Samantha Hopkins, Peter Lloyd Morgan, Luc J.M. Schlangen , Peter Williams, Debra J. Skene and Benita Middleton* Pages 1053 - 1062 ( 10 )
Objective: Environmental (little outdoor light; low indoor lighting) and age-related physiological factors (reduced light transmission through the ocular lens, reduced mobility) contribute to a light-deprived environment for older people living in care homes.Methods: This study investigates the effect of increasing indoor light levels with blue-enriched white lighting on objective (rest-activity rhythms, performance) and self-reported (mood, sleep, alertness) measures in older people. Eighty residents (69 female), aged 86 ± 8 yrs (mean ± SD), participated (MMSE 19 ± 6). Overhead fluorescent lighting was installed in communal rooms (n=20) of seven care homes. Four weeks of blue-enriched white lighting (17000 K ≅ 900 lux) were compared with four weeks of control white lighting (4000 K ≅ 200 lux), separated by three weeks wash-out. Participants completed validated mood and sleep questionnaires, psychomotor vigilance task (PVT) and wore activity and light monitors (AWL). Rest-activity rhythms were assessed by cosinor, non-parametric circadian rhythm (NPCRA) and actigraphic sleep analysis. Blue-enriched (17000 K) light increased wake time and activity during sleep decreasing actual sleep time, sleep percentage and sleep efficiency (p < 0.05) (actigraphic sleep). Compared to 4000 K lighting, blue-enriched 17000 K lighting significantly (p < 0.05) advanced the timing of participants’ rest-activity rhythm (cosinor), increased daytime and night-time activity (NPCRA), reduced subjective anxiety (HADA) and sleep quality (PSQI). There was no difference between the two light conditions in daytime alertness and performance (PVT). Conclusion: Blue-enriched lighting produced some positive (increased daytime activity, reduced anxiety) and negative (increased night-time activity, reduced sleep efficiency and quality) effects in older people.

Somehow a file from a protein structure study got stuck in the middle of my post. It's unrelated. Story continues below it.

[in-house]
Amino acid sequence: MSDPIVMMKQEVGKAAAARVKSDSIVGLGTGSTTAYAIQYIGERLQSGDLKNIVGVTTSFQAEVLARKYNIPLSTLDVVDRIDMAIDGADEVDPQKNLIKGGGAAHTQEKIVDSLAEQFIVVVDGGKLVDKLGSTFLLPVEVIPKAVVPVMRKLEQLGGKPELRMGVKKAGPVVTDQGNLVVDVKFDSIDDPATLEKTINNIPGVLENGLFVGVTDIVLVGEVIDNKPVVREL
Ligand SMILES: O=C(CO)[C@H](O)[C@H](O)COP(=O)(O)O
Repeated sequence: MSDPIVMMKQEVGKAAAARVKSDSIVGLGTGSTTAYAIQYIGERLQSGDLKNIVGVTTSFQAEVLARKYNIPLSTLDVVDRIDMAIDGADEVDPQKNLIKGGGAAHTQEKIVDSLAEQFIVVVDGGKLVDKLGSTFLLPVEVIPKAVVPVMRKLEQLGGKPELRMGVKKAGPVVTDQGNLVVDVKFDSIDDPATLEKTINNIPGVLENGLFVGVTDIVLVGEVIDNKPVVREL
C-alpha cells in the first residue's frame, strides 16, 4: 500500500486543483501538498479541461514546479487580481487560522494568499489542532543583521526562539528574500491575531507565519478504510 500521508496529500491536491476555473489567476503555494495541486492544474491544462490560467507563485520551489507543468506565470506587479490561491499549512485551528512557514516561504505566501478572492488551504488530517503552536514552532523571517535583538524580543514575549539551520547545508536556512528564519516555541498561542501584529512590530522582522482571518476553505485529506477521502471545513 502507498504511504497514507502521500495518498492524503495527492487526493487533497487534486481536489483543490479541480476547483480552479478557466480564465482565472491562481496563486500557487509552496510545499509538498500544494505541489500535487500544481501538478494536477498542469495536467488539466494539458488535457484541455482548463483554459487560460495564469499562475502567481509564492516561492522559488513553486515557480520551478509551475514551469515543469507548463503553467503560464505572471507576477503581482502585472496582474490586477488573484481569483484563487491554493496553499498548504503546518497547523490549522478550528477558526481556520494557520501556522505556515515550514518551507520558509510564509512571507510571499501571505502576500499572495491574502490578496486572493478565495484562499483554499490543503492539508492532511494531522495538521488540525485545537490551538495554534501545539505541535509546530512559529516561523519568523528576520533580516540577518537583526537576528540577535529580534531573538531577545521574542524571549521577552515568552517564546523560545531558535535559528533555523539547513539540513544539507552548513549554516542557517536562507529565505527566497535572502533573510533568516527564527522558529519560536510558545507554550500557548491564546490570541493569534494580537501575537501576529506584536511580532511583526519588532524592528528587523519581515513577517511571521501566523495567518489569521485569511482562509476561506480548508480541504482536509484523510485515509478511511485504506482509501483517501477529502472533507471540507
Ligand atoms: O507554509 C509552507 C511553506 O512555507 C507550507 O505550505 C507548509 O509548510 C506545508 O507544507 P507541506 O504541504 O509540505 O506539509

Care home, light therapy, mood, elderly, rest-activity, sleep.
Centre for Chronobiology, Faculty of Health & Medical Sciences, University of Surrey, Guilford, Surrey, Centre for Chronobiology, Faculty of Health & Medical Sciences, University of Surrey, Guilford, Surrey, Philips Research, Eindhoven, Dept. of Mathematics, Faculty of Engineering & Physical Sciences, University of Surrey, Centre for Chronobiology, Faculty of Health & Medical Sciences, University of Surrey, Guilford, Surrey, Centre for Chronobiology, Faculty of Health & Medical Science, University of Surrey, Guildford, Surrey, GU2 7XH